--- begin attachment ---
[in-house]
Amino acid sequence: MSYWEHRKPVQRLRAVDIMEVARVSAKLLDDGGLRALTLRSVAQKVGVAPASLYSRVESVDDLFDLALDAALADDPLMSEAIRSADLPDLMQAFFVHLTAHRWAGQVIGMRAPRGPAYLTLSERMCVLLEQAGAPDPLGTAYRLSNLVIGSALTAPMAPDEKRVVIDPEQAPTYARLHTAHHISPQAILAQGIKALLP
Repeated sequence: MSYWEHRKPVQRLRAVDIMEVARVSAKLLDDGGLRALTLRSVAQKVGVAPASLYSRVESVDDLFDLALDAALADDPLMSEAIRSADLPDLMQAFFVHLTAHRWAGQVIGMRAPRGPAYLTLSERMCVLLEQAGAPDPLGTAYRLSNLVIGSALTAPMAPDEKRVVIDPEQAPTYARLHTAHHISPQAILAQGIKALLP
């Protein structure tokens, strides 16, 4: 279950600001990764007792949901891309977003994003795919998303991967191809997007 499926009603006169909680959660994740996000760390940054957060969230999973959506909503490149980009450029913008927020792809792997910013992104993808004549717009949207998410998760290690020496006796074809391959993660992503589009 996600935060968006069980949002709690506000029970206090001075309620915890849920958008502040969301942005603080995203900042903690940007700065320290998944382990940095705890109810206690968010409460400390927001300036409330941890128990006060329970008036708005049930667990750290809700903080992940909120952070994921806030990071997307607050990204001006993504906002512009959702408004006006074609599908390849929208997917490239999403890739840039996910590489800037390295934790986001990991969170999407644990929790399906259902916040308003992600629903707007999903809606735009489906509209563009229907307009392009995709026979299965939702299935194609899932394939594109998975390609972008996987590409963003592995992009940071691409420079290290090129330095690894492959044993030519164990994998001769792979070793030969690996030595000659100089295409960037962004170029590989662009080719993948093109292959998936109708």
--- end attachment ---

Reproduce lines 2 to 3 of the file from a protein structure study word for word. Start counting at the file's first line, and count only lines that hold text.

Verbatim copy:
Amino acid sequence: MSYWEHRKPVQRLRAVDIMEVARVSAKLLDDGGLRALTLRSVAQKVGVAPASLYSRVESVDDLFDLALDAALADDPLMSEAIRSADLPDLMQAFFVHLTAHRWAGQVIGMRAPRGPAYLTLSERMCVLLEQAGAPDPLGTAYRLSNLVIGSALTAPMAPDEKRVVIDPEQAPTYARLHTAHHISPQAILAQGIKALLP
Repeated sequence: MSYWEHRKPVQRLRAVDIMEVARVSAKLLDDGGLRALTLRSVAQKVGVAPASLYSRVESVDDLFDLALDAALADDPLMSEAIRSADLPDLMQAFFVHLTAHRWAGQVIGMRAPRGPAYLTLSERMCVLLEQAGAPDPLGTAYRLSNLVIGSALTAPMAPDEKRVVIDPEQAPTYARLHTAHHISPQAILAQGIKALLP